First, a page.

COMMAND/ORGANIZATION: Program Executive Office Combat Support and Combat Service Support, U.S. Army Combat Capabilities Development Command, Ground Vehicle Systems Center Systems Engineering Directorate
TITLE: Systems engineer
YEARS OF SERVICE IN WORKFORCE: 5
DAWIA CERTIFICATIONS: Practitioner in engineering and technical management
EDUCATION: M.S. in engineering, Purdue University; B.S. in materials science and engineering, Wayne State University
AWARDS: Department of the Army Civilian Service Achievement Medal (2019)
by Cheryl Marino
As a systems engineer, Charlotte Mowczan analyzes organizational systems to find more efficient ways of doing things—taking a project from conception to completion. But at the end of the day, according to her, it’s not just about completing a project, it’s also about leadership style and delivery.
“My greatest satisfaction is hearing people say I’ve made their job easier by having clear instructions and easy access to resource materials that they can reference,” she said. “Which makes all the difference in boosting team morale, driving motivation and ultimately a successful final product.”
According to Mowczan, the importance of relationships is reinforced through the joint PEO Ground Combat Systems (GCS) and PEO CS&CSS Leadership Development Program, and she has strived to make interpersonal improvements as a result of the class. “I had the opportunity to meet with both Maj. Gen. Brian Cummings [retired] and James Schirmer, deputy program executive officer [PEO GCS], and they both emphasized the importance of having and showing empathy, as well as building personal relationships,” she said. The material is basic, but a refresher for recognizing that simple things like saying “I understand,” or just listening when someone is speaking, can go a long way toward resolving issues. “For me personally, taking that moment to show some empathy and acknowledge someone’s frustration can help build a connection with that person, versus launching into problem solving mode.”
Mowczan began her career with the Army Acquisition Workforce after hearing of an opportunity at the Detroit Arsenal through a friend. “I started as a systems engineer for the Armored Multi-Purpose Vehicle [AMPV] program and worked on the Systems Engineering Plan [SEP] update for Milestone-C,” she said. SEP provides a foundational engineering approach for all technology-based programs, with Milestone-C being the point of making a recommendation or seeking approval to enter the production and deployment phase. Since AMPV is a major defense acquisition program (ACAT I), there were a lot of updates and she anticipated working with many people inside and outside the organization. Good communication skills and taking the initiative when presenting workable ideas, suggestions and solutions to problems would be necessary. “I really enjoy systems engineering work because the time spent on it can contribute to the success of a project.” She said presenting an idea typically inspires thought processes from others. There is nothing at all to lose by putting forth your concepts, even if they’re not perfect. It’s always better than not presenting anything at all.
She encourages junior acquisition personnel: “Don’t be shy about putting your ideas forward, if you present a plan for a project or a suggested improvement, it will get support,” she said. “There may be some edits or suggestions along the way, but taking that first step on your own is really important.”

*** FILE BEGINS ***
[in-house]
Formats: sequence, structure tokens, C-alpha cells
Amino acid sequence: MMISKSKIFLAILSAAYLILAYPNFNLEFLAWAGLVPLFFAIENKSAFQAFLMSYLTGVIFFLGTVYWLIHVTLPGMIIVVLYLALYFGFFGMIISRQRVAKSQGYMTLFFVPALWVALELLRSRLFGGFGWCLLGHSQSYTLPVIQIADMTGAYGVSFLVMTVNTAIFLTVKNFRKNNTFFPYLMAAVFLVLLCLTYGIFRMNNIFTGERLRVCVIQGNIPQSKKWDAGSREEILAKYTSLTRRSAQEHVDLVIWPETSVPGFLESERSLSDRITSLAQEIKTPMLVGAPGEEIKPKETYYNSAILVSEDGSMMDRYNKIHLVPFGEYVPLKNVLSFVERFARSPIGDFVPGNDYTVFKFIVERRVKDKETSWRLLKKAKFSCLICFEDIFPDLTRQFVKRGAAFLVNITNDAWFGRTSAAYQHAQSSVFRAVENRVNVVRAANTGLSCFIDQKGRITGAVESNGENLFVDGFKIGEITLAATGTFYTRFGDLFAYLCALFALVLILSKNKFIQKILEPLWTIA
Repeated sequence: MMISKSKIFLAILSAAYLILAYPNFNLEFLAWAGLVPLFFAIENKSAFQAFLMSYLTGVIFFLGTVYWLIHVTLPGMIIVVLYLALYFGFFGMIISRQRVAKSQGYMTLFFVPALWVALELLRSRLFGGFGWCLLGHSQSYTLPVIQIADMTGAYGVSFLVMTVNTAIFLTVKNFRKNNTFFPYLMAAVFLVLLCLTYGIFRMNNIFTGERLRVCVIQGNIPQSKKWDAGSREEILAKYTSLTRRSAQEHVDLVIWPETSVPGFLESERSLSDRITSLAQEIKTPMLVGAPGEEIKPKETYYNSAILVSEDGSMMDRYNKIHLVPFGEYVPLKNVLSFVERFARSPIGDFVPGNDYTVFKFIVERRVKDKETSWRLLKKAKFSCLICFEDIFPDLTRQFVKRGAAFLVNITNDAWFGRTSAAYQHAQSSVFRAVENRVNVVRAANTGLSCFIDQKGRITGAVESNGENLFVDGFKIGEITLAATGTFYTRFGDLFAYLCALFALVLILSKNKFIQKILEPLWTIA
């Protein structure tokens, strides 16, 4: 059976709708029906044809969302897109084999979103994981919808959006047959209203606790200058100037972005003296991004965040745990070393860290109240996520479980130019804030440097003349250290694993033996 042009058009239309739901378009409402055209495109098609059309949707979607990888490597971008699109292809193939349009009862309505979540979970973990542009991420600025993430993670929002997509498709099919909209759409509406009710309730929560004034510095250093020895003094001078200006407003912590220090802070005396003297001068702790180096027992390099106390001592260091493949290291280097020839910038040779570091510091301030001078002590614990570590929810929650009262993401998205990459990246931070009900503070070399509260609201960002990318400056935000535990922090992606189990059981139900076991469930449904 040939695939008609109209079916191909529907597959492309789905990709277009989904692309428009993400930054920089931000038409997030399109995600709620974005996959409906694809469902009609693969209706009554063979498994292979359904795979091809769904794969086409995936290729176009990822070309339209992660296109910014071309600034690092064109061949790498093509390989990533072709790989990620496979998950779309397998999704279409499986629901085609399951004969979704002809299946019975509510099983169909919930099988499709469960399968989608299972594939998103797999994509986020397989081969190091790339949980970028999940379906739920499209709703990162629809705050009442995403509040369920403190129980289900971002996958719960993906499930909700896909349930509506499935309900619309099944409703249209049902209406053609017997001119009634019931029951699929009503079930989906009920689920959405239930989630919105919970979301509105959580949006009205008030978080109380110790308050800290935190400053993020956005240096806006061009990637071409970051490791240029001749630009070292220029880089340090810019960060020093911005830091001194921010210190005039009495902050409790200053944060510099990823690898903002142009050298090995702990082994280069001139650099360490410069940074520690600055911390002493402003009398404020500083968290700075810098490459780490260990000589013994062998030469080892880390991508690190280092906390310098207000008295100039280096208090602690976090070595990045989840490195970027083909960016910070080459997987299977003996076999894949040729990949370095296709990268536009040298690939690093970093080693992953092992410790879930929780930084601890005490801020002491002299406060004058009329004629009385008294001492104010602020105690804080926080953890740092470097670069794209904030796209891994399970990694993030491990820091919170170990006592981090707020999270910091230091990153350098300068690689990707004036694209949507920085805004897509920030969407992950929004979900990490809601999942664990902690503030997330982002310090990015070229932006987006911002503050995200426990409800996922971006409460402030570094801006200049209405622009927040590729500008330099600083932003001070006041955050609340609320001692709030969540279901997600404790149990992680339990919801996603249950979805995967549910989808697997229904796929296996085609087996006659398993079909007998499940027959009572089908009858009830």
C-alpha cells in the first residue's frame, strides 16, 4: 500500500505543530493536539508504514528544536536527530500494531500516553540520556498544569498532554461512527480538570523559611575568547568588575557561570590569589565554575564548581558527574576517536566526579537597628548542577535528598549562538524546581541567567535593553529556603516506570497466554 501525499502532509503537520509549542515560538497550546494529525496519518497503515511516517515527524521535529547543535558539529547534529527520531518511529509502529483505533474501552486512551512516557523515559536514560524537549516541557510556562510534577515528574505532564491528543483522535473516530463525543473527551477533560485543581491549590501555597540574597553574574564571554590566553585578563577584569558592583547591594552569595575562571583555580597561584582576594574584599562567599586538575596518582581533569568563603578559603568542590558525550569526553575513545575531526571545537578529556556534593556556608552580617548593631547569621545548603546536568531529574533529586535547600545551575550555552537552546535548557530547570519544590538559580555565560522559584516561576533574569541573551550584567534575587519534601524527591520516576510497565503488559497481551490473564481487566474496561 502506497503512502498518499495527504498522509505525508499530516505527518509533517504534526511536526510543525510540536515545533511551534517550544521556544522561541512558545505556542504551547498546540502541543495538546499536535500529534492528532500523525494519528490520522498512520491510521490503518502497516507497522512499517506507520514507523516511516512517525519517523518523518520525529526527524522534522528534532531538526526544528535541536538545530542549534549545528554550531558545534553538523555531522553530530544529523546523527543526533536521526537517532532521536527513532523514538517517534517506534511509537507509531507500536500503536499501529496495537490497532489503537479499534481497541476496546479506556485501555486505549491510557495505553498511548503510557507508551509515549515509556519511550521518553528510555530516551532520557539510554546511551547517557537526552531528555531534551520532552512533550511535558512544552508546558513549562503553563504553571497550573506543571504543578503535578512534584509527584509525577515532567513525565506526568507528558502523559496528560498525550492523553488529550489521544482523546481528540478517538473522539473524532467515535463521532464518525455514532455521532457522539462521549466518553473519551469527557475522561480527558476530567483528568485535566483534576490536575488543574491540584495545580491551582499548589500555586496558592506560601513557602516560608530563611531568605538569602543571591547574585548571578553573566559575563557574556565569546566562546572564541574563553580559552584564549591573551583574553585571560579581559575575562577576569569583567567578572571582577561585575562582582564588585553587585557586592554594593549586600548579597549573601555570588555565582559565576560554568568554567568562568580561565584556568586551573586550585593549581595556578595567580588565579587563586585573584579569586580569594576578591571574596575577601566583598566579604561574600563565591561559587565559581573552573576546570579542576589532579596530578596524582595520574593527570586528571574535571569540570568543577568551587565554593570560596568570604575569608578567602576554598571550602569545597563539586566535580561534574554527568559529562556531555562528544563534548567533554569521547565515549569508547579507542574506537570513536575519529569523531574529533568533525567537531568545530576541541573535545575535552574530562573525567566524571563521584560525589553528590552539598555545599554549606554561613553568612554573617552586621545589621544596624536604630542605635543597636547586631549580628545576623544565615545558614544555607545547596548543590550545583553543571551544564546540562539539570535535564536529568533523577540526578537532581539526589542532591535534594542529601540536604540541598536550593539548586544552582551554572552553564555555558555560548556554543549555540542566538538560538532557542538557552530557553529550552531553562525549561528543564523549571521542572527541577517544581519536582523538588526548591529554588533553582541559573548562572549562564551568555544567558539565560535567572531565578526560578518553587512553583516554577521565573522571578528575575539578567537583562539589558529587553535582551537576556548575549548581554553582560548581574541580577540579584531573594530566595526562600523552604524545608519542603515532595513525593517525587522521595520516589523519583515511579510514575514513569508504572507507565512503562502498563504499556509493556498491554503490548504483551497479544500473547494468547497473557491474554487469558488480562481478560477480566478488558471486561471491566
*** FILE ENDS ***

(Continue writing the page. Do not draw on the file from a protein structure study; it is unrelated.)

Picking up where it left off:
Mowczan also believes forming good interpersonal relationships in the workplace can harvest a more “at ease” environment for promoting the presentation of ideas. And for sustaining those relationships, integrity is greatly valued. “The most important lesson I’ve learned over the course of my career is to have integrity. Do what you say you’re going to do, when you promise to do it,” she said. “In my work I make sure to follow up with people for actions I’ve taken on. If for some reason I can’t meet the promise date, I let them know why and follow up when I’m done.” This builds trust, motivation and a positive work environment.
She said her current assignment with the PEO CS&CSS staff office not only provides the opportunity to work with an assortment of people with varying levels of expertise, but also gives her a broad perspective on all the things that need to happen early in the program to secure funding. “Getting funding to do something requires a lot of documentation that is required by law,” she said, which is something most people are not aware of. “This used to be invisible to me—especially at my prior job working for a prime contractor,” she said. Now that she’s more involved with the process and familiar with all the coordinating and organizing that’s involved behind the scenes, it’s easier to see how everything comes together.
Organizing events that bring people together for a work-related or social cause to build better relationships, and just to have some fun is something she’s done much of both inside and outside of work.
“People outside of work know me for establishing get-togethers and hosting parties,” she said. “I planned a couple of outings with friends this year to see a local museum exhibit, and make a surprise visit to a friend out of state who just helped open a brewery.” During the pandemic, she was able to set up some fun, inspirational and motivating online discussion-style events for co-workers and friends to keep lines of communication open.
“Faces of the Force” is an online series highlighting members of the Army Acquisition Workforce through the power of individual stories. Profiles are produced by the U.S. Army Acquisition Support Center Communication and Support Branch, working closely with public affairs officers to feature Soldiers and civilians serving in various AL&T disciplines. For more information, or to nominate someone, please go to https://asc.army.mil/web/publications/army-alt-submissions/.